May 25, 2012

Review: Gilt

Book Cover By Katherine Longshore
Available now from Viking Juvenile (Penguin)
Review copy

It's no secret that I'm not a historical fiction fan.  I don't know why, but it's never been my first choice of genre.  I still have a soft spot for the Tudors.  It might be due to Carolyn Meyer and her Young Royals series.  Or it could be because Hampton Court is ridiculously beautiful.  If you're ever in London and have a spare day, be sure to make a trip to Hampton Court.  It's not too far (you can take the tube) and it's an incredible experience.

Photo by me
GILT begins far away from court, where Kitty Tylney and her best friend Cat Howard are mere ladies-in-waiting to Cat's step-grandmother.  Cat is ambitious however, believing herself to be the true Howard in the household.  She's not content to dally with Francis Dereham and be the most important girl in the middle of nowhere forever.  Then she gets her chance to go to court.

Anyone who knows a little about English history knows how the story ends.  Henry VIII didn't have the best track record with his wives, but there are two who stand out for being more unfortunate than the others.  But Katherine Longshore does a wonderful job of making you care about the characters before they reach their inevitable conclusion.  (There are some wonderful villains too.)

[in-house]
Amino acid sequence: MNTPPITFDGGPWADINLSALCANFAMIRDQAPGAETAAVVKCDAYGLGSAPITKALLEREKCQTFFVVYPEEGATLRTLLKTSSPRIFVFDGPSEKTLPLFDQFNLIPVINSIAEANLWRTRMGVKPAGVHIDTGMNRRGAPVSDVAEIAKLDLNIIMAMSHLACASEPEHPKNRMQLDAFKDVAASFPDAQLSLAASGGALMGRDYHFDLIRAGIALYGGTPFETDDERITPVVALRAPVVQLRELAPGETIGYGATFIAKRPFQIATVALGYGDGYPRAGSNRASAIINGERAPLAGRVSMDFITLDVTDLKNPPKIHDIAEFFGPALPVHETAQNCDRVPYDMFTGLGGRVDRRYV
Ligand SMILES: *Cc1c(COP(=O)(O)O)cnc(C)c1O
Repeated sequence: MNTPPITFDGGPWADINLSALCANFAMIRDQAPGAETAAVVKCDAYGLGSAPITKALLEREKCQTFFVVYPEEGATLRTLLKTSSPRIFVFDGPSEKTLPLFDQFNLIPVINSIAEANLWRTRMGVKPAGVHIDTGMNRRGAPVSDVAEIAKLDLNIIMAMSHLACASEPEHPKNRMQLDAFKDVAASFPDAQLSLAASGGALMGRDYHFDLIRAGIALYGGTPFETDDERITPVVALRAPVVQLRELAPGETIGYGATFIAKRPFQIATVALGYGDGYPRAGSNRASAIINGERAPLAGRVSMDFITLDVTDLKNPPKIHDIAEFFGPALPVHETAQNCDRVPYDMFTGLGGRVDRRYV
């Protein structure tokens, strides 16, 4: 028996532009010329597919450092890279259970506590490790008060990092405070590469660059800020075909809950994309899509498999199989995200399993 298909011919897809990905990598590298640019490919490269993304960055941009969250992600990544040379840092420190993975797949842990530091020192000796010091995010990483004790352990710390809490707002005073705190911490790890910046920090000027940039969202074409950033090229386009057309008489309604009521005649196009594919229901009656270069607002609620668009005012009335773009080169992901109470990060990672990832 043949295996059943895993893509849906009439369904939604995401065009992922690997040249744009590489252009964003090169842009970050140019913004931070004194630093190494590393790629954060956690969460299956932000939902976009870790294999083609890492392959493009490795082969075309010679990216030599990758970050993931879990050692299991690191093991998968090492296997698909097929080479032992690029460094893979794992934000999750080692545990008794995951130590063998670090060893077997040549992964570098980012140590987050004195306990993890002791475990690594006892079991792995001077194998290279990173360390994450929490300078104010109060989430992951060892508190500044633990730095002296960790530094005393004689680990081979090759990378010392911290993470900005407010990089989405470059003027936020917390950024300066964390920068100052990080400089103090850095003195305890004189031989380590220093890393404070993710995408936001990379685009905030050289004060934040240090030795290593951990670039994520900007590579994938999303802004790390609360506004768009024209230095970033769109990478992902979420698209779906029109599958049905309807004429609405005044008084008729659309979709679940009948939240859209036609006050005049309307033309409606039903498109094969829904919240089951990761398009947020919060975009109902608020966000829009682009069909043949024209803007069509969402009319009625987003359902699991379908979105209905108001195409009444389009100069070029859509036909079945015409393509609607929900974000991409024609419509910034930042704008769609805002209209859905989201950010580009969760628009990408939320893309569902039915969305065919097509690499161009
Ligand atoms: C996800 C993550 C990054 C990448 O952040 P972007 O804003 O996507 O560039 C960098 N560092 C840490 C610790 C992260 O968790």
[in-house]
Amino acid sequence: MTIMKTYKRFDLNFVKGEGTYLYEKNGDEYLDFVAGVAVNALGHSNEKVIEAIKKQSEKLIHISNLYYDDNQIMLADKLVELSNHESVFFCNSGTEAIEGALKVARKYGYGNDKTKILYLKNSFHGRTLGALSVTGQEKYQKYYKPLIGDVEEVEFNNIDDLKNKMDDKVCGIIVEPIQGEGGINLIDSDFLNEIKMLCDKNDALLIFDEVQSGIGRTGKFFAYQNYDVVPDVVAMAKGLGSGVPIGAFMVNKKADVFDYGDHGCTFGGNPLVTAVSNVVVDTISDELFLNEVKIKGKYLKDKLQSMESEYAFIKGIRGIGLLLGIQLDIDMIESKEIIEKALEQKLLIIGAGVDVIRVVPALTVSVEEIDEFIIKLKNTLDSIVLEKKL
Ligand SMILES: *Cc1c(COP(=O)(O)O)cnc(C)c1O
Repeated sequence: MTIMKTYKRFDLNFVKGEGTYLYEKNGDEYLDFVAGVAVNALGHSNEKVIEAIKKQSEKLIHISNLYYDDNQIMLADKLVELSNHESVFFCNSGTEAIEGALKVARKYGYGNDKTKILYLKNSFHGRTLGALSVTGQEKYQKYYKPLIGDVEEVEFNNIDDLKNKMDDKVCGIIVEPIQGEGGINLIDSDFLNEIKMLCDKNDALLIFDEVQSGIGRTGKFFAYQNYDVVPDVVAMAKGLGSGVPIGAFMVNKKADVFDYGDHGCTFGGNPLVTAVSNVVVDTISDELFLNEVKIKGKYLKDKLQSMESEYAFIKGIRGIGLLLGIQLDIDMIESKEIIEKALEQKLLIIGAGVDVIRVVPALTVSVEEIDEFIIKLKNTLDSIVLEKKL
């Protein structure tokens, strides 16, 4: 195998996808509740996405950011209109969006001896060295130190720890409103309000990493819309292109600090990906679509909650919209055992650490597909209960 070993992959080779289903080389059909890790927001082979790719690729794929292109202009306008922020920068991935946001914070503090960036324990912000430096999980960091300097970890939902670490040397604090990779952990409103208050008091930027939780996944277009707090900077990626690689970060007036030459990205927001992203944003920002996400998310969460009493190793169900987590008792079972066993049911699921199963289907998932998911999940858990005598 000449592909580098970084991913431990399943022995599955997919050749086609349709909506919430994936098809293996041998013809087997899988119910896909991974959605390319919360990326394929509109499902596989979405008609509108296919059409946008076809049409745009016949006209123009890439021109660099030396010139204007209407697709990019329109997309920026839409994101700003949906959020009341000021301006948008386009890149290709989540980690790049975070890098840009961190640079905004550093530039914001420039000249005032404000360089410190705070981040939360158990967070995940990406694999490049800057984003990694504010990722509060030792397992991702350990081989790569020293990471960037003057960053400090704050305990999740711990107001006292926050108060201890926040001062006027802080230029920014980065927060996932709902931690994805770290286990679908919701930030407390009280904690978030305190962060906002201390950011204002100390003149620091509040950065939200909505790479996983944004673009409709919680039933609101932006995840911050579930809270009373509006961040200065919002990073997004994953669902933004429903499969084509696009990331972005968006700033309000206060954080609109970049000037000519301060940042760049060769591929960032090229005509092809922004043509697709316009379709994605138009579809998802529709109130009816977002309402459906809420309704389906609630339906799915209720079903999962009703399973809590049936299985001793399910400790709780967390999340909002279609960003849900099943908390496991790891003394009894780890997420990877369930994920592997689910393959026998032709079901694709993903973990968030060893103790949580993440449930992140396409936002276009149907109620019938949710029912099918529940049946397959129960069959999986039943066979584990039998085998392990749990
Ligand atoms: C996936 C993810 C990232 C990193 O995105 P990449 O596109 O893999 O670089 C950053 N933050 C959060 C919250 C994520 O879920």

Kitty, unlike Cat, is happy where she is.  She may not have much, aside from a flirtation with the Duke of Norfolk's steward William.  But she likes most of the other girls and doesn't terribly mind her lot in life.  Unfortunately, she's extremely loyal to Cat.  Her loyalty is both admirable and foolhardy.  Cat takes full advantage of Kitty, and Kitty knows it.  But she still stands by her friend.

I think that may be why I found GILT so compelling.  At its heart it is the story of a female friendship, one that you would risk your life for.

GILT is perfect for fans of Carolyn Meyer and Karen Cushman.  It will also appeal to fans of The Tudors television show.  You can take a quiz on I Heart Daily to determine whether you're more of a Cat or a Kitty.


  1. I loved the focus on Kitty and her perspective about Cat in this book-that's the way I like historical fiction. A lesser-known historical figure (I believe Kitty was a real person?) is given her own story and shines light on the well-known historical figures who are the draw. I also really liked the scenes with Henry VIII, how Cat has to make him feel like he's still the golden hero even though he's decidedly not anymore.

    1. Kitty is a real person about whom little is known. There's a lovely author's note about the history in the back.


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